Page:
What is it about politicians and driving fines?
In 2012 Lib Dem minister Chris Huhne resigned from the coalition government after his then-wife took speeding points for him.
They both ended up in prison for perverting the course of justice.
In 2019, Labour MP Fiona Onasanya was jailed and ejected from parliament for the same offence after lying to police to avoid a speeding fine.
The current Home Office team also has a chequered record.
As well as Suella Braverman’s speeding points, Immigration Minister Robert Jenrick is currently banned from driving after being caught going 30 miles per hour over the speed limit.
Security Minister Tom Tugendhat was handed the same punishment in November after being spotted behind the wheel with a mobile phone.
The predicament the home secretary has found herself in may be less severe on paper, but it could still be politically problematic.
That’s not necessarily because her actions on their own are so egregious as to warrant a sacking or resignation.
One motoring lawyer has suggested there’s nothing unusual in high-profile people taking private speed awareness courses.
But he did acknowledge she probably shouldn’t have asked civil servants to help.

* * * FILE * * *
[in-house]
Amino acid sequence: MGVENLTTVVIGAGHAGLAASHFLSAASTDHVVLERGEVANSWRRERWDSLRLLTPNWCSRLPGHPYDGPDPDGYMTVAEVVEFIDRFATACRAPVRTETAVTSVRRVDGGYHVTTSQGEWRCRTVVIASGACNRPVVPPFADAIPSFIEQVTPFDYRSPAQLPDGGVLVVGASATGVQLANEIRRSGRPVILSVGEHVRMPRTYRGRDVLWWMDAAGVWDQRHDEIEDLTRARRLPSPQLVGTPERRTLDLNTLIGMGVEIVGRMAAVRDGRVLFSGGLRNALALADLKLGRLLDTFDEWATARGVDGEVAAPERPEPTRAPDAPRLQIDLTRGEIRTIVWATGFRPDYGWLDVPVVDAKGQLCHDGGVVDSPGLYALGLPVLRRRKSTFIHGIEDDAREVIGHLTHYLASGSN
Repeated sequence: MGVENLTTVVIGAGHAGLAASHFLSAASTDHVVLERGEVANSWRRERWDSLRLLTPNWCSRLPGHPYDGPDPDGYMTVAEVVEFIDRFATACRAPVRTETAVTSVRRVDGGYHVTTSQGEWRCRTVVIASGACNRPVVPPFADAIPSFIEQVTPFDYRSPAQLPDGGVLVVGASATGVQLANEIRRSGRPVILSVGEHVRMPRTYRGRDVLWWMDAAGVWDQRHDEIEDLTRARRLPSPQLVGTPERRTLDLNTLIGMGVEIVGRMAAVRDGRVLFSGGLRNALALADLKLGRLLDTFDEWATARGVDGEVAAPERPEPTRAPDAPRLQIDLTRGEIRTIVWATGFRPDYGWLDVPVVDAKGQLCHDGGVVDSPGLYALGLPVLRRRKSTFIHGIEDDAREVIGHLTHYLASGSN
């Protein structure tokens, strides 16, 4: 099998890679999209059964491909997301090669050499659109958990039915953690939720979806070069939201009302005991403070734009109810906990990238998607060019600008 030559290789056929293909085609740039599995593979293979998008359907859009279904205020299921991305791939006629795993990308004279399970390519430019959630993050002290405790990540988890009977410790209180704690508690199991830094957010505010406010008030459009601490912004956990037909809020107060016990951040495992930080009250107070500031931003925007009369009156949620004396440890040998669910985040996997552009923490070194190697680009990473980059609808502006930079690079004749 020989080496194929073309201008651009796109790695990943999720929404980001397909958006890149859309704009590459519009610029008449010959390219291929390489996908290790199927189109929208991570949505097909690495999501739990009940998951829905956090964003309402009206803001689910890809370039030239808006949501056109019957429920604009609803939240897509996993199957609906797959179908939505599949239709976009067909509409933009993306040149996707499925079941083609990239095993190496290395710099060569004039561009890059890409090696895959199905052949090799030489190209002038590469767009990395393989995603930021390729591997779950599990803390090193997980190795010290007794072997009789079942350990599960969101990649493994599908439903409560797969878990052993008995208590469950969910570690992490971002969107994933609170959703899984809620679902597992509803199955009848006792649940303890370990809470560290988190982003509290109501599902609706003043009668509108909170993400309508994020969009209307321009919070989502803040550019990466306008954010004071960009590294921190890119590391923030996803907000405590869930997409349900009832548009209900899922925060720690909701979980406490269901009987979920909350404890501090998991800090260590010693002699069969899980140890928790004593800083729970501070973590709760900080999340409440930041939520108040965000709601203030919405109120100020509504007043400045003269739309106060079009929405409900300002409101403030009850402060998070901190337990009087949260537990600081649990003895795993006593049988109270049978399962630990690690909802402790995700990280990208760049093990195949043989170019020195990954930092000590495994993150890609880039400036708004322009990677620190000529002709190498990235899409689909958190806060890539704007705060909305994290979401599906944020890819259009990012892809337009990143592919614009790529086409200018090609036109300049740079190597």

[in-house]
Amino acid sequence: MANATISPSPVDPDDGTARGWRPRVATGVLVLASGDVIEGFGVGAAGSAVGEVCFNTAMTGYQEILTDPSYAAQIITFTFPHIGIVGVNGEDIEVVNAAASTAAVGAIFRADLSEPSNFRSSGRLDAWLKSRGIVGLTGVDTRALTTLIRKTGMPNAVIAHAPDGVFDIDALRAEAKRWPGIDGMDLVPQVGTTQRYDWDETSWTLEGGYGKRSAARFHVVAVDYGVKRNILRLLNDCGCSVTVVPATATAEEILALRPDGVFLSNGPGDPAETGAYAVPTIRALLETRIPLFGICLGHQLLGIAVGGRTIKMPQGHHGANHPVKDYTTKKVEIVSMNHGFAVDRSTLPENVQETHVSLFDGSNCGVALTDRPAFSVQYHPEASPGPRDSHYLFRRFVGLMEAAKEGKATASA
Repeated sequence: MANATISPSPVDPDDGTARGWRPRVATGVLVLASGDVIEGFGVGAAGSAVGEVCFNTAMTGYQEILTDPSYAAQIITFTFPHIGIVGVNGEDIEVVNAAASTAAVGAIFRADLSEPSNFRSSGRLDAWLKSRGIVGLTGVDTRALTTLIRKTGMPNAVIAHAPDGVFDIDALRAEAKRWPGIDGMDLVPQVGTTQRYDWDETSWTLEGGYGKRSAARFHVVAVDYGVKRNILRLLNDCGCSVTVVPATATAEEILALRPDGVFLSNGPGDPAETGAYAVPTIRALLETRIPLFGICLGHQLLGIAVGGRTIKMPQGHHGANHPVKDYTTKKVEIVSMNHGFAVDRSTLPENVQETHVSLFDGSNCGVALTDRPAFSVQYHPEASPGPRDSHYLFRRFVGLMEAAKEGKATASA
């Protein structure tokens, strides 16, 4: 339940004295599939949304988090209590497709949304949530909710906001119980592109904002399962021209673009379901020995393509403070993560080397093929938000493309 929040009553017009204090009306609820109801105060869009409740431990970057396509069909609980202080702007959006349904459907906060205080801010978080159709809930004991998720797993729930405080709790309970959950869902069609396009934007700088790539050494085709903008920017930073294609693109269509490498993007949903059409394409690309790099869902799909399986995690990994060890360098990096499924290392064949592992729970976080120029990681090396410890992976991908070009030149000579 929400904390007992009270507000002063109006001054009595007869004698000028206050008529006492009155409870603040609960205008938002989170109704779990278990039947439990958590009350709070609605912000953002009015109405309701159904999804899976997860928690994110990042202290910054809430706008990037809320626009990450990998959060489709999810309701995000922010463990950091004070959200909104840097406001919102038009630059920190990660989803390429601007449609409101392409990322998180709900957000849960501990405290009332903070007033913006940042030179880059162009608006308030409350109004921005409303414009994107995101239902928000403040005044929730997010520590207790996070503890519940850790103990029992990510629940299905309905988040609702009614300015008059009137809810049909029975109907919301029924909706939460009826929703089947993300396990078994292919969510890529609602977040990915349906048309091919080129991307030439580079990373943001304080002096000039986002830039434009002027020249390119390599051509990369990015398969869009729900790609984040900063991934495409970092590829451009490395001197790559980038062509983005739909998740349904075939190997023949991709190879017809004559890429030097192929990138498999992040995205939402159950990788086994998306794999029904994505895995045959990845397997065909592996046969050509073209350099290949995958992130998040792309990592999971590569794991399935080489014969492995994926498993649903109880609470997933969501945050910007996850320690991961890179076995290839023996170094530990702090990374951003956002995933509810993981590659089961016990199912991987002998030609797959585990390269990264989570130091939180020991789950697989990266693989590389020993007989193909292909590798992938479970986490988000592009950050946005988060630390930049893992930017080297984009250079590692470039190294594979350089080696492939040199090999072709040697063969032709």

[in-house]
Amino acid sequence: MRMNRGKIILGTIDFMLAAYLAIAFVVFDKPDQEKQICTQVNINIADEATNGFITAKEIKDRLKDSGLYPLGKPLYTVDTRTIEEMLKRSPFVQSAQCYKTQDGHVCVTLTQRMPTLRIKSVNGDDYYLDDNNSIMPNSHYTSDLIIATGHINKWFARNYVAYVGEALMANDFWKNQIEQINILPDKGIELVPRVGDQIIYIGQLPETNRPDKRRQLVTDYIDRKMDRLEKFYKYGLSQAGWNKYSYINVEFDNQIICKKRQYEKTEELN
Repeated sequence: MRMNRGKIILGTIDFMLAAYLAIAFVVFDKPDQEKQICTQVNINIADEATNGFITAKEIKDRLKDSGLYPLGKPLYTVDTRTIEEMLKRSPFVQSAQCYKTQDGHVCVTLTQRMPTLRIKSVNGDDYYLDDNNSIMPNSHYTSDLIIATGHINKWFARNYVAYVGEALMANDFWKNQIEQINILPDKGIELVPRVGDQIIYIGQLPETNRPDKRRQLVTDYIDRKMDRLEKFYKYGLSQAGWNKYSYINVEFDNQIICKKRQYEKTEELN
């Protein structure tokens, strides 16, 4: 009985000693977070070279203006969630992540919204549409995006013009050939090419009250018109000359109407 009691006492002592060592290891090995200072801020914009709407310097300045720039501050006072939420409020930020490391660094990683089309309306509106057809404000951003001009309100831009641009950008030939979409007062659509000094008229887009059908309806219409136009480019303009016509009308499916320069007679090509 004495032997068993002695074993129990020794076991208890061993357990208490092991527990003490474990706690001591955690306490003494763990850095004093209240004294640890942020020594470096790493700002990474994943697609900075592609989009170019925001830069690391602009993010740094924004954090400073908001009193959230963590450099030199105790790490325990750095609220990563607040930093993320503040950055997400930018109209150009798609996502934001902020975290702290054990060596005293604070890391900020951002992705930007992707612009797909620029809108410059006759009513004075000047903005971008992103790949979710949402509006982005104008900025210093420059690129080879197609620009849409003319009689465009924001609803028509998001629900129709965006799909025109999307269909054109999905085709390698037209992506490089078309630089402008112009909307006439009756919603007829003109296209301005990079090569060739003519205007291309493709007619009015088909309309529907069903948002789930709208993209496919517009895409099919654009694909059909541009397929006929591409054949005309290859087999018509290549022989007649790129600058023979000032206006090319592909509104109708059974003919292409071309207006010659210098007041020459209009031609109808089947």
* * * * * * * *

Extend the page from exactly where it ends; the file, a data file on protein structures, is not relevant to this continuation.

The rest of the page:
Braverman in tense political situation
The reason this could still cause issues is because of the somewhat tense political situation Ms Braverman currently finds herself in.
On migration, new figures this week will likely show legal migration at another record high.
That’s bad news for a minister who styles herself as a hardliner on new arrivals.
Ms Braverman has been pushing measures to try and curb overseas students, some of which will likely be announced in the coming days.
But this has led to tension in government as the more stringent suggestions have run into resistance from other members of the cabinet who are concerned about economic and educational factors.
Speech at right-wing conference ruffled party feathers
Her speech to the right-wing National Conservatism conference on Monday also ruffled feathers in the party.
Some felt it sounded more like a leadership pitch than an address from a sitting senior minister.
On policy too, Ms Braverman’s call for the UK to train more fruit pickers and butchers seemed to go beyond government policy in tone if not in substance.
Then there’s the argument around a member of her advisory team appearing to mislead journalists over whether the home secretary had been caught speeding in the first place.
And that all comes on top of her resignation last year from the same post after sharing official documents from her personal email address.
Braverman is creating a lot of noise
Put simply – Ms Braverman is creating a lot of noise.
The danger is that political noise can become self-fulfilling and spiralling as one controversy gives rise to another.
So where does this go from here?
It’s hard to see Rishi Sunak removing his home secretary and risking a showdown with the right of his party.
But that doesn’t mean Ms Braverman is in a comfortable spot.
Known as the “graveyard for ministers”, the Home Office could yet claim another scalp.